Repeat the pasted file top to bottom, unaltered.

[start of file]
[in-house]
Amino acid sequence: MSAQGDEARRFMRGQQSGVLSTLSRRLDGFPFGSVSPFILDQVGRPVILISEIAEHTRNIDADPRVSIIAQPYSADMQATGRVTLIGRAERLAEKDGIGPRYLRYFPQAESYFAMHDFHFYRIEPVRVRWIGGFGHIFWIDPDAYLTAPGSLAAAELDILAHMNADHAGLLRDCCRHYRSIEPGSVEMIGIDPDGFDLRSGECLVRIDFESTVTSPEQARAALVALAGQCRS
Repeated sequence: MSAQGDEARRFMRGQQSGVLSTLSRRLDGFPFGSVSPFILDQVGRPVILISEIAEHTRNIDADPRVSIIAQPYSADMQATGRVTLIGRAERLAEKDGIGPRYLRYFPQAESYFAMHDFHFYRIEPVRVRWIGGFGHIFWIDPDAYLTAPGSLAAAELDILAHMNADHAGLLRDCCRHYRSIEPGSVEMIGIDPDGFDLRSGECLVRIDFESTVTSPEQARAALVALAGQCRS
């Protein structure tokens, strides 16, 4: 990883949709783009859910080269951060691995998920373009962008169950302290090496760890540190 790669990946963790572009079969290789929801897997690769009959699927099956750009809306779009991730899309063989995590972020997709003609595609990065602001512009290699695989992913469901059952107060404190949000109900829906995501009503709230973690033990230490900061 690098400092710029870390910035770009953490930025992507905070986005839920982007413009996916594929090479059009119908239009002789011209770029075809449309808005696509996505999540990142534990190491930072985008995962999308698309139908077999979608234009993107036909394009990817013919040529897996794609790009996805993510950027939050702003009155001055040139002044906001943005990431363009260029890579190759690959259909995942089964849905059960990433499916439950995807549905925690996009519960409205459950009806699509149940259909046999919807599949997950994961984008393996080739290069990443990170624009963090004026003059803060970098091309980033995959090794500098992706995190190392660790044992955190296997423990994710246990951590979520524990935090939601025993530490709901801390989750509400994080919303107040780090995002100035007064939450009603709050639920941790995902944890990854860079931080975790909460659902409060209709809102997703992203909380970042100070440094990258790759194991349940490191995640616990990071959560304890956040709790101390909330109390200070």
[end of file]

[in-house]
Amino acid sequence: MSAQGDEARRFMRGQQSGVLSTLSRRLDGFPFGSVSPFILDQVGRPVILISEIAEHTRNIDADPRVSIIAQPYSADMQATGRVTLIGRAERLAEKDGIGPRYLRYFPQAESYFAMHDFHFYRIEPVRVRWIGGFGHIFWIDPDAYLTAPGSLAAAELDILAHMNADHAGLLRDCCRHYRSIEPGSVEMIGIDPDGFDLRSGECLVRIDFESTVTSPEQARAALVALAGQCRS
Repeated sequence: MSAQGDEARRFMRGQQSGVLSTLSRRLDGFPFGSVSPFILDQVGRPVILISEIAEHTRNIDADPRVSIIAQPYSADMQATGRVTLIGRAERLAEKDGIGPRYLRYFPQAESYFAMHDFHFYRIEPVRVRWIGGFGHIFWIDPDAYLTAPGSLAAAELDILAHMNADHAGLLRDCCRHYRSIEPGSVEMIGIDPDGFDLRSGECLVRIDFESTVTSPEQARAALVALAGQCRS
């Protein structure tokens, strides 16, 4: 990883949709783009859910080269951060691995998920373009962008169950302290090496760890540190 790669990946963790572009079969290789929801897997690769009959699927099956750009809306779009991730899309063989995590972020997709003609595609990065602001512009290699695989992913469901059952107060404190949000109900829906995501009503709230973690033990230490900061 690098400092710029870390910035770009953490930025992507905070986005839920982007413009996916594929090479059009119908239009002789011209770029075809449309808005696509996505999540990142534990190491930072985008995962999308698309139908077999979608234009993107036909394009990817013919040529897996794609790009996805993510950027939050702003009155001055040139002044906001943005990431363009260029890579190759690959259909995942089964849905059960990433499916439950995807549905925690996009519960409205459950009806699509149940259909046999919807599949997950994961984008393996080739290069990443990170624009963090004026003059803060970098091309980033995959090794500098992706995190190392660790044992955190296997423990994710246990951590979520524990935090939601025993530490709901801390989750509400994080919303107040780090995002100035007064939450009603709050639920941790995902944890990854860079931080975790909460659902409060209709809102997703992203909380970042100070440094990258790759194991349940490191995640616990990071959560304890956040709790101390909330109390200070």